Starting with 1999’s The World Is Not Enough, Bond movies were now marketed under the main MGM brand name. That film included a version of the familiar MGM logo noting the studio’s 75th anniversary with the words, “A legacy of excellence.”

From this point forward, the only reminder of the UA days for Bond would be deep in the titles in the copyright notice where United Artists Corp. would be listed as one of the copyright holders.

Footnote: MGM revived the United Artists brand, cutting a 2006 deal with Tom Cruise’s production company. That resulted in the 2008 movie Valkyrie.

Footnote II: Orion Pictures, the outfit founded by the former UA executives, is part of MGM.

MI6 Confidential Comes Out With 2 Roger Moore Issues

Cover to MI6 Confidential No. 40, one of two Roger Moore tribute issues.

MI6 Confidential is out with not one, but two Roger Moore tribute issues.

In issue 40, there are features about how the actor was introduced as the new James Bond in the early 1970s and examinations of his first four 007 films, Live And Let Die, The Man With The Golden Gun, The Spy Who Loved Me and Moonraker.

In issue 41, there are features about For Your Eyes Only, Octopussy and A View to a Kill. The issue also includes an interview with director John Glen, who helmed Moore’s Bond adventures of the 1980s.

According to the MI6 Confidential website, customers will be charged for two issues, or 14 British pounds plus postage and handling and such.

Full disclosure: The Spy Commander occasionally contributes to MI6 Confidential but wasn’t involved with either of these issues. Sir Roger died in May at the age of 89.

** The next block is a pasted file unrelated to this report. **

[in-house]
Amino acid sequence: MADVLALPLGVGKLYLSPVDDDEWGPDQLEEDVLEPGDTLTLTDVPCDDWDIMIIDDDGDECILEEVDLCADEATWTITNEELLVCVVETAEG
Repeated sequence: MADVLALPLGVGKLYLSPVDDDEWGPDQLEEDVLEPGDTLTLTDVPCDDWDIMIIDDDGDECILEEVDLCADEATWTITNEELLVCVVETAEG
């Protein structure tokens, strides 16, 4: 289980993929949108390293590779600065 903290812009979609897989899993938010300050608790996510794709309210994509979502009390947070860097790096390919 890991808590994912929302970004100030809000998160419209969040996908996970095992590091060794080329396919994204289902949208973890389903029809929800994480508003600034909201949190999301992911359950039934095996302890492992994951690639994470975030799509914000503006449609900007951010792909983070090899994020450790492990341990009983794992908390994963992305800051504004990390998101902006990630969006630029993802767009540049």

When does the 007 franchise face forward again?

Image for the official James Bond feed on Twitter

The past few weeks have reminded James Bond fans of the tremendous history of the film franchise.

Events included the passing of the longest-serving film Bond, Roger Moore; the passing of a fondly remembered 007 actress in Molly Peters from Thunderball; the chance to see Bond on the big screen via a double feature of For Your Eyes Only and The Spy Who Loved Me.

The question is when will 007 face toward the future once again?

More than 18 months since the last Bond film arrived in theaters, nobody really knows when agent 007 will again be on movie screens in a new adventure.

There is, still, no studio to release Bond 25. There is, still, no firm Bond actor for Bond 25. Many assume Daniel Craig will be back but that’s a matter of faith, rather than fact. There is, still, no supporting cast or firmed up crew.

Some fans have faith that Bond 25 can still be made in time for a 2018 release. Maybe they’re correct, but the clock is ticking.

The purpose of this post isn’t to be a downer. Rather, it’s to note how the attention has been to the past.

It is an amazing past. It’s a past to be proud of.

Still, one is reminded of a line uttered by the Roger Moore 007 in Octopussy.

“I collect memories,” says Kristina Wayborn’s Magda.

“Well, let’s get on with making a few,” Sir Roger’s Bond replies.

Indeed.

 

About the Roger Moore 007 double feature

Blofeld menaces 007 at the start of For Your Eyes Only

The blog went to a showing of the double feature of The Spy Who Loved Me and For Your Eyes Only.

The most obvious reaction was it was great to see both in a movie theater for the first time in years. Even with giant TV sets, there is something about the theater experience that can’t be matched.

A few other things:

–In Spy, there were a few shots that seemed fuzzy, almost like a picture that had been blown up too large. For example, there was a shot of Bond and Anya approaching Atlantis when Bond is posing as a marine biologist. But when the next interior shot took place, the focus was sharp.

To be clear, this was not a major problem but was noticeable now and then. This problem wasn’t in the version of For Your Eyes Only at the same theater.

–Eyes’ sound was outstanding. The movie was originally recorded in Dolby so perhaps that shouldn’t be surprising. But there were cases (such as Blofeld/sort-of Blofeld electrocuting a helicopter pilot in his employ) where you could almost feel fillings in your teeth being rattled.